The US clean energy trade surplus (yes, surplus) with China

A new Pew report on the trading relationship between the US and China in clean energy technology has an eye-catching title: “Advantage America”.  The key finding is no less surprising – their research estimated that the US currently has a US$1.63 billion clean energy trade surplus with China.  (While the Pew Charitable Trusts are non-partisan, one of their initiatives is to promote clean energy development in the US.)

This runs completely counter to the conventional wisdom.  China is perceived to be the clean energy powerhouse, churning out huge volumes of solar modules (the world’s five largest solar PV manufacturers are all Chinese), wind turbine rotors and towers, smart meters and Li-ion batteries.  But the nuances are significant.  Take a look at the chart below, from p.15 of the Pew report:

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The conventional wisdom is correct, but only as regards module production.  Capital equipment?  Wafers, solar materials, polysilicon?  Those are exclusively US exports to China – the Chinese don’t export any of those to the US at all.

The research provides a wake-up call and a reminder that while Chinese companies have great strengths in their core capacities of large-scale manufacturing and high-volume assembly, the volume is not yet large enough to match the value of US exports of specialty materials, sensitive electronics, control systems, and capital equipment for that large-scale manufacturing.

The breakdown of the surplus is interesting as well.  The report broke the clean energy trade down into three sectors: solar PV, wind and “energy smart” technologies.  Half of that $1.63 billion trade surplus figure comes from solar PV, where the US enjoys a $913m surplus, 32% more in exports to China than what came back across the Pacific.  Looking at these figures, you can see why the Pew report came to the conclusion that domestic incentives and clean energy policies will have a more significant impact on the development (or lack thereof) of the US clean energy sector than the size of clean energy imports from China.  The report calls for greater certainty and clarity from policymakers to finally determine the future of many initiatives facing uncertain futures.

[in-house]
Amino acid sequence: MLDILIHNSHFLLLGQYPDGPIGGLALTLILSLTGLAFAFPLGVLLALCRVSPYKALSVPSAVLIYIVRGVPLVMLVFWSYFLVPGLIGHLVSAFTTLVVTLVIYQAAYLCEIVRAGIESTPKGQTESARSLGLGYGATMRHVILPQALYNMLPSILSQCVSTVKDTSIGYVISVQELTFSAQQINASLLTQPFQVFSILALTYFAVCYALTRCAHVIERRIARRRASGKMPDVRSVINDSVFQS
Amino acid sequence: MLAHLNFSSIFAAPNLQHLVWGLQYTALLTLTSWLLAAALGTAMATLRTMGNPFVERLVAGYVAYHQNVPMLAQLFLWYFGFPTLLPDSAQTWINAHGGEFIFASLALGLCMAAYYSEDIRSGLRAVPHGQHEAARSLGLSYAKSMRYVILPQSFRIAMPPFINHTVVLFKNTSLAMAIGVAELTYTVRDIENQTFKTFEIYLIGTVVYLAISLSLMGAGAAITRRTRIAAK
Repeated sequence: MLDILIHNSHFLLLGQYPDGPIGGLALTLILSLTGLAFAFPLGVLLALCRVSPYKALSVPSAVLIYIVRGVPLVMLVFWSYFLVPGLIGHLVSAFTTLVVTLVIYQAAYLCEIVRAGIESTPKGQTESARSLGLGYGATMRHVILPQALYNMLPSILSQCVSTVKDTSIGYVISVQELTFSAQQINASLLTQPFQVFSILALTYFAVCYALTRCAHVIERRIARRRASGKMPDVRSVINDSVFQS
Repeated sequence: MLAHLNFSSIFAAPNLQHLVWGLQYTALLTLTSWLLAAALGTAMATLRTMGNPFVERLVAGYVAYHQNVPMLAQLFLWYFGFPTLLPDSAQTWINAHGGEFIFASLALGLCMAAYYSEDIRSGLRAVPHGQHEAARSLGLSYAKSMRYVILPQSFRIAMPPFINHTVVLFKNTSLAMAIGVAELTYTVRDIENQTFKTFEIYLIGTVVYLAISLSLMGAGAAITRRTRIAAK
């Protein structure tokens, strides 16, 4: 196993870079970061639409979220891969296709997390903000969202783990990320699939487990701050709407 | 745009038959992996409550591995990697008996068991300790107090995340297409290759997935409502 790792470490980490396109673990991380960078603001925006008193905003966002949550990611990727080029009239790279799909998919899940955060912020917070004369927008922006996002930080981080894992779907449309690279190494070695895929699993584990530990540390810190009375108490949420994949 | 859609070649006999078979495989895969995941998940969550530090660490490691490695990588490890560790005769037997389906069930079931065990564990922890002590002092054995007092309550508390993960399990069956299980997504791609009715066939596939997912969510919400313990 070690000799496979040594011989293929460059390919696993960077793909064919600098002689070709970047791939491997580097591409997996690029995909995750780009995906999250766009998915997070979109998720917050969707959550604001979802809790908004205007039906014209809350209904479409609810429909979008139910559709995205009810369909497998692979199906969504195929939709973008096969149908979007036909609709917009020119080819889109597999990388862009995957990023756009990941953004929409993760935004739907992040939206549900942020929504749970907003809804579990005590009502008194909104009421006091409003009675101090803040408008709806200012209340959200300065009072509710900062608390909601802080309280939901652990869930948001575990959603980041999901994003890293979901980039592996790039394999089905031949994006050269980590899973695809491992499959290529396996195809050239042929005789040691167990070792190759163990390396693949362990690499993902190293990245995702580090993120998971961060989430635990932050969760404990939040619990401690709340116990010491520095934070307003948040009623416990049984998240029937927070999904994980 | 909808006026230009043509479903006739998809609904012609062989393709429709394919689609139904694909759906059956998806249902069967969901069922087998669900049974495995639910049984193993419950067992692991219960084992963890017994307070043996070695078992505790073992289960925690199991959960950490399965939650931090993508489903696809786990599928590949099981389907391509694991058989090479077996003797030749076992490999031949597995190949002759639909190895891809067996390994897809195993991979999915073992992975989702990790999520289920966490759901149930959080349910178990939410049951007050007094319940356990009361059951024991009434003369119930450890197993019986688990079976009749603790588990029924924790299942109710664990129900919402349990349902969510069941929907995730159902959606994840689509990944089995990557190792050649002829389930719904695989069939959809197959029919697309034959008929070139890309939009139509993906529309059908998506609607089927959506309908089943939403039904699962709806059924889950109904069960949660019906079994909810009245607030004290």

None of this should be surprising but it is a salutary reminder about the blinkers that the conventional wisdom can sometimes bring.  Trade isn’t just about the volume of imports and exports – the value added by US innovation in the high-margin high-technology end of each sector of the clean energy market is enough to comfortably beat the high-volume production of China.  Best of breed technology and continuous innovation will keep the markets of both the US and China growing and it’s heartening to see the technology and knowledge transfer represented by this trade surplus.



Categories: Batteries and Storage Technologies, Economic Indicators, LED, Smart Grid, Solar, Wind

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